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91 Four shareholders came together to put up MNTC: First Philippine Infrastructure Development Corporation (FPIDC), the infrastructure arm of the Lopez Group; Egis Projects S.A. of France, reputedly the world’s biggest tollway operator; Leighton Asia Ltd. of Australia, a civil works specialist with an extensive track record in toll road construction; and Philippine National Construction Corporation (PNCC), the state-owned company that holds the franchise for the operation of the expressway. (From MNTC website www.mntc.com)
92 The concrete elevated roadbed supports were cast in the center divider parallel to traffic using the existing surface road, then raised hydraulically and rotated 90 degrees.

 

 

 


 




6. The Southern Tagalog Arterial Road (STAR Highway) was the third tollway project initiated by former president Ramos and connects SLEX to Batangas Port. A 4-lane section of the Star Highway built by the DPWH was opened in the late 1990s but right-of-way challenges prevented full completion during the subsequent decade. Two lanes were opened from Lipa to Batangas. STAR will eventually be a 4-lane 42 km expressway from Santo Tomas to Batangas City and is being completed by the DPWH.

7. In 2008, a BOT contract for the 85-kilometer Tarlac-La Union Expressway was awarded to the Private Infrastructure Development Corp (PIDC) following a reportedly solicited bid. Phase 1 (NEDA estimate PhP 17 billion) should start construction in 2009 to build two lanes; the remaining two lanes are to be built under Phase 2 by 2013.The government will provide the right-of-way. After the project is built, the GRP will grant the proponent a franchise to operate and maintain the road, and the Toll Regulatory Board (TRB) will issue a certificate to operate a toll road under a long term concession agreement.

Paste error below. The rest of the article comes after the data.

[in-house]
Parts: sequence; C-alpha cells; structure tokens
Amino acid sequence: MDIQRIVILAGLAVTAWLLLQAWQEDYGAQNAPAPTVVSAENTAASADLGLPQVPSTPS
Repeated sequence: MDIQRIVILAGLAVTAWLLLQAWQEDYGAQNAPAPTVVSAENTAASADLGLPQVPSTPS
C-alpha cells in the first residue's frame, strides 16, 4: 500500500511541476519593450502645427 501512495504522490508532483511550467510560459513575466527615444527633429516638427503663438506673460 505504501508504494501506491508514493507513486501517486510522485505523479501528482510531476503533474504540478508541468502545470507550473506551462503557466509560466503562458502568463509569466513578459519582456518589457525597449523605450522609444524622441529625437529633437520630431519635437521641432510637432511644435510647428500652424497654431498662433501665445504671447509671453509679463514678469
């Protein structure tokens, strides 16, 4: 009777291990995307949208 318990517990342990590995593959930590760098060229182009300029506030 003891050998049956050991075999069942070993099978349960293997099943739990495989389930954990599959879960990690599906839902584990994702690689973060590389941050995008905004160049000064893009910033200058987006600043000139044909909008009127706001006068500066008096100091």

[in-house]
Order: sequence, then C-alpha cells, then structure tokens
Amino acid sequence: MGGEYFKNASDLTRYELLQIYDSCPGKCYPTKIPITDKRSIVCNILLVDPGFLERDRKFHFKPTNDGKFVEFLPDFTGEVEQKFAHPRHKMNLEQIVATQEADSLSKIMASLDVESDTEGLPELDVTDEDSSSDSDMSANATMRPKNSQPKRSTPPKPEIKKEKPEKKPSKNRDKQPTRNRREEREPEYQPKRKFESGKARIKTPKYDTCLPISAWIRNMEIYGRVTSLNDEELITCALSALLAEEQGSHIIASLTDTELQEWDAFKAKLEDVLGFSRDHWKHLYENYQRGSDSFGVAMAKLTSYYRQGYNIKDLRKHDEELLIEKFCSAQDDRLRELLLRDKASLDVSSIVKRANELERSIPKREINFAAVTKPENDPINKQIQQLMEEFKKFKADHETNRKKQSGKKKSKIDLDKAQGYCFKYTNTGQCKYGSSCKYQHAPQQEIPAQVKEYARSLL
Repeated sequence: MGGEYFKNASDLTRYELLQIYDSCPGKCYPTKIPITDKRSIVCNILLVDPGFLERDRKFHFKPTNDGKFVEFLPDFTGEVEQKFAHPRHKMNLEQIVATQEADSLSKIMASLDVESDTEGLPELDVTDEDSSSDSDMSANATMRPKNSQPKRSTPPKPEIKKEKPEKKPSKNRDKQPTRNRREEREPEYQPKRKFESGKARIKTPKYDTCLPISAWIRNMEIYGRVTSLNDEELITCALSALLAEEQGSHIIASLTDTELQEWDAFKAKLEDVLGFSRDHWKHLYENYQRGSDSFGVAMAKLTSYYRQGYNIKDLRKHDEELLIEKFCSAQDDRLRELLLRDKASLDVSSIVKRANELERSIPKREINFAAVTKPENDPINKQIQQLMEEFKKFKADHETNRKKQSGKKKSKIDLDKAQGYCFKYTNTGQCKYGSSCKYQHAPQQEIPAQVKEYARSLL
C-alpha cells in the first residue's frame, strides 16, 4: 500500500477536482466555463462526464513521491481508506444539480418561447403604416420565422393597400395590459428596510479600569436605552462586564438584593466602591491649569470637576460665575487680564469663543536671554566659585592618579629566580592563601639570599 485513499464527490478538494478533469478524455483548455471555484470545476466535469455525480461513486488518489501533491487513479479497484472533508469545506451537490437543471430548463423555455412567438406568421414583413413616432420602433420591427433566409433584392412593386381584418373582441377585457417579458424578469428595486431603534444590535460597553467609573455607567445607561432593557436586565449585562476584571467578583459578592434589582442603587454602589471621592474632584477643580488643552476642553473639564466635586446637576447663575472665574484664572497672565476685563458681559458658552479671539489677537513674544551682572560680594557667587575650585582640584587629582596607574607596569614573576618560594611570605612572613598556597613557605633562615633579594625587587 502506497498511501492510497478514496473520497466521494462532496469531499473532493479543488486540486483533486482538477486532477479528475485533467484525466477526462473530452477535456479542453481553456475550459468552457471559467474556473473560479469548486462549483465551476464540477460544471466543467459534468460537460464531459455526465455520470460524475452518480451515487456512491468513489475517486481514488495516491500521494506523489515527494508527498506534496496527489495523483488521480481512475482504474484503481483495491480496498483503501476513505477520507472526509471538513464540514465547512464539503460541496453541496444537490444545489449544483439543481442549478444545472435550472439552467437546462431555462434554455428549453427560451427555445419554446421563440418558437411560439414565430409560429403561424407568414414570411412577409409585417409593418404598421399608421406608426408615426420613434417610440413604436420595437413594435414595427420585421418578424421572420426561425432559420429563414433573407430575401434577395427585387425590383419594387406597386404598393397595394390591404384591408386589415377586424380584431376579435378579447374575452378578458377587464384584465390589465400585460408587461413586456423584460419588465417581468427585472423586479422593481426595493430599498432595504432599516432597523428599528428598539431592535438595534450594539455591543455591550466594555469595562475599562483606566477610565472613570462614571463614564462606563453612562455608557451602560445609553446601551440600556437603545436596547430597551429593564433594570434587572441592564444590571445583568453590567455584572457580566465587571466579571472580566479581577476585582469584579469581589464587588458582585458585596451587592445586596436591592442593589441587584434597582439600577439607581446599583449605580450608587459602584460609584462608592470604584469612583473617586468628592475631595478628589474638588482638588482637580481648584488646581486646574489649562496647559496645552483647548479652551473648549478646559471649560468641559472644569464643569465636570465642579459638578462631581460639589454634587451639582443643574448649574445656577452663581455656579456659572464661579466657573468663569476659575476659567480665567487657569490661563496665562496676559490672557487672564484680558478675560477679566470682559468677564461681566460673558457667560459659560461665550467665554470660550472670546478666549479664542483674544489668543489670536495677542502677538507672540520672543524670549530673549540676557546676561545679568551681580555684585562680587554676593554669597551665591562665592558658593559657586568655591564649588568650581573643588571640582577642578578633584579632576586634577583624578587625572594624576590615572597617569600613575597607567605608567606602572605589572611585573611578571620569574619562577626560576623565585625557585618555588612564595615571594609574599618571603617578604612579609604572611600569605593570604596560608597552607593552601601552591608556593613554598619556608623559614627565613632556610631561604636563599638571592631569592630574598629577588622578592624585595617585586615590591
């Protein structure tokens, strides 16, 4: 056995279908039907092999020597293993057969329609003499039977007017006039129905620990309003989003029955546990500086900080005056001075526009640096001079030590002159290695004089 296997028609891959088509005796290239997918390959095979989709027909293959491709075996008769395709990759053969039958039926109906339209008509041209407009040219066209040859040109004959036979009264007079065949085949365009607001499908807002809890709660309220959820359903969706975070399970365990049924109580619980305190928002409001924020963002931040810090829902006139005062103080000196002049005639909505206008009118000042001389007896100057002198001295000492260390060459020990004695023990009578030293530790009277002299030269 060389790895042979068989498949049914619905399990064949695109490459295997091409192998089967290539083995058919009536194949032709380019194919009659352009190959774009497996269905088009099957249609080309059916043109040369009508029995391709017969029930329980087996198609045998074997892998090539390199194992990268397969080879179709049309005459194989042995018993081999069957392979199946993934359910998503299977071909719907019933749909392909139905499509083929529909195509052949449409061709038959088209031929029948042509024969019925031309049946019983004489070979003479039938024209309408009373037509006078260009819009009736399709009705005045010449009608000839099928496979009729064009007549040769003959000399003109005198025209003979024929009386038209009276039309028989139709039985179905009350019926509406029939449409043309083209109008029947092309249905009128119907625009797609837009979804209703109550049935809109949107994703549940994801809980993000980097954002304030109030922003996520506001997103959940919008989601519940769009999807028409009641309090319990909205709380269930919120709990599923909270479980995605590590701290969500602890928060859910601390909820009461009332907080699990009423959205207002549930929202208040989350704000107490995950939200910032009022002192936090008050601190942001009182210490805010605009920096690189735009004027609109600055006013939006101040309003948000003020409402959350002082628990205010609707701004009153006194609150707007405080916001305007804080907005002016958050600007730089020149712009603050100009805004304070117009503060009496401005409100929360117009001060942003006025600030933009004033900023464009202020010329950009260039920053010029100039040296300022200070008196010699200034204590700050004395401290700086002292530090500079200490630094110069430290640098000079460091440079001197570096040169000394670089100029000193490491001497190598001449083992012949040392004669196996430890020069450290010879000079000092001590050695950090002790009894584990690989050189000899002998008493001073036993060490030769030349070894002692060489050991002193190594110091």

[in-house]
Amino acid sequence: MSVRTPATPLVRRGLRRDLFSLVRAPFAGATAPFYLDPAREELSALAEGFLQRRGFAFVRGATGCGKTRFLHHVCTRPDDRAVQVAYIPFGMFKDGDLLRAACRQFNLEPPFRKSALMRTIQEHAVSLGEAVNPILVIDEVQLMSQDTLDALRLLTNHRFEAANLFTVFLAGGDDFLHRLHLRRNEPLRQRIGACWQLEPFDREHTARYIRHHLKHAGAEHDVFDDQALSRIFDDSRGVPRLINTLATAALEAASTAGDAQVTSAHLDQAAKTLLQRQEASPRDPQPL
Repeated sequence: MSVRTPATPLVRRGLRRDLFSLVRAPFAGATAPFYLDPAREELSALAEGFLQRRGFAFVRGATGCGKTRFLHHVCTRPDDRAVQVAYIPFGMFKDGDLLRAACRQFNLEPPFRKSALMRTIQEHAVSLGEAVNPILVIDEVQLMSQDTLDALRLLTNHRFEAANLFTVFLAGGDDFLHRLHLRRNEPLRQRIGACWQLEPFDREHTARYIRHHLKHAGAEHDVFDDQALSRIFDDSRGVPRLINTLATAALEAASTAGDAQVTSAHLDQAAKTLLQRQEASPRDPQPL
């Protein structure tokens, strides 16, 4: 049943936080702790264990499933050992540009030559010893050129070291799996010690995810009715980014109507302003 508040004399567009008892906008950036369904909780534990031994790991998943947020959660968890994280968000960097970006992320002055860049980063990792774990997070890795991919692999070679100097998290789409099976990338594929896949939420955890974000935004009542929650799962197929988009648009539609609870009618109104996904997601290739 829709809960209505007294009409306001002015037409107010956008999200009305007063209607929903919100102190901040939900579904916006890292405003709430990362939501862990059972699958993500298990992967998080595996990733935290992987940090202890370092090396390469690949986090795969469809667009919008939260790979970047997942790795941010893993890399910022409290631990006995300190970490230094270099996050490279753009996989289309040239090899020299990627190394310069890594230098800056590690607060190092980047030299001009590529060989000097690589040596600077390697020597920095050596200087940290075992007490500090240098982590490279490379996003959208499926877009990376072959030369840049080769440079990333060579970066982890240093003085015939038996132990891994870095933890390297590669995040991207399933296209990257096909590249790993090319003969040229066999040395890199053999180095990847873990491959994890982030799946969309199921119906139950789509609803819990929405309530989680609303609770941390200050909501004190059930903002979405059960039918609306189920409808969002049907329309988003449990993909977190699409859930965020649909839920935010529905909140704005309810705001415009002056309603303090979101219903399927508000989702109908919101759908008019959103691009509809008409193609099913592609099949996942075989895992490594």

A mixture of Philippine and foreign equity investors in tollway operating firms, Philippine government agencies, JBIC loans, and commercial debt have contributed to the significant activity in the construction and rehabilitation of toll roads over the last decade in Central Luzon. An estimated US$ 2 billion has been invested in these projects.93

Due to the scale, number, and complexity of the infrastructure investments in the Philippines, a relatively small group of people and institutions understands how infrastructure investment decisions are made and implemented. As a result, at times, infrastructure investments can be misallocated and delayed. At worst, leakages from infrastructure projects sap the country of much-needed infrastructure investments.

• Rail Transportation

The geography of the Philippine archipelago does not lend itself to an extensive rail network. Only a few routes in heavily-populated regions would justify the expense of a railroad instead of a road system. Railroads require an considerable traffic of goods or passengers between stations and their place of origin or destination. However, light rail for passenger transport in large urban areas is an ideal investment in public transportation. No other system can carry more people in less space on a dependable time schedule at less cost.

 

 

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93 Author’s rough estimate of US$ 400 million each for SCTEX, NLEX, SLEX-STAR, and Skyway.

 

 


 

Figure 86 shows comparative railroad infrastructure rankings of the ASEAN-6. The ratings measure intercity rail service, which has long been extremely poor in the Philippines. Indonesia has managed to maintain its passenger service across Java, although crowded, and Vietnam has rebuilt its service from the Chinese border to Ho Chi Minh City that was destroyed during 40 years of war. Malaysia and Thailand have had reputable rail systems for many decades. Only in the last decade has the Philippines begun to improve its intercity rail service and to use more of its installed but abandoned right-of-way. However, the projects are not yet implemented and their benefits for the public not yet realized.

China has become not only the world leader in building railroads but also has leapfrogged in high-speed rail technology. Although the country had 86,000 km of rail at the end of 2009, much is overcrowded in light of China’s huge population, carrying a quarter of the world’s rail traffic on a mere six percent of the world’s railroad tracks. In reaction to the global financial crisis, the government accelerated its plan to increase rail lines to 120,000 km, and six million new jobs were created under a massive program that has 33,000 km under construction. China is emphasizing high-speed rail. It has rapidly built the longest high-speed rail network in the world, which it hopes to double to 13,000 km by 2012. For example, the high-speed rail line under construction between Beijing and Shanghai will cut travel time to 4 hours from 10 hours.94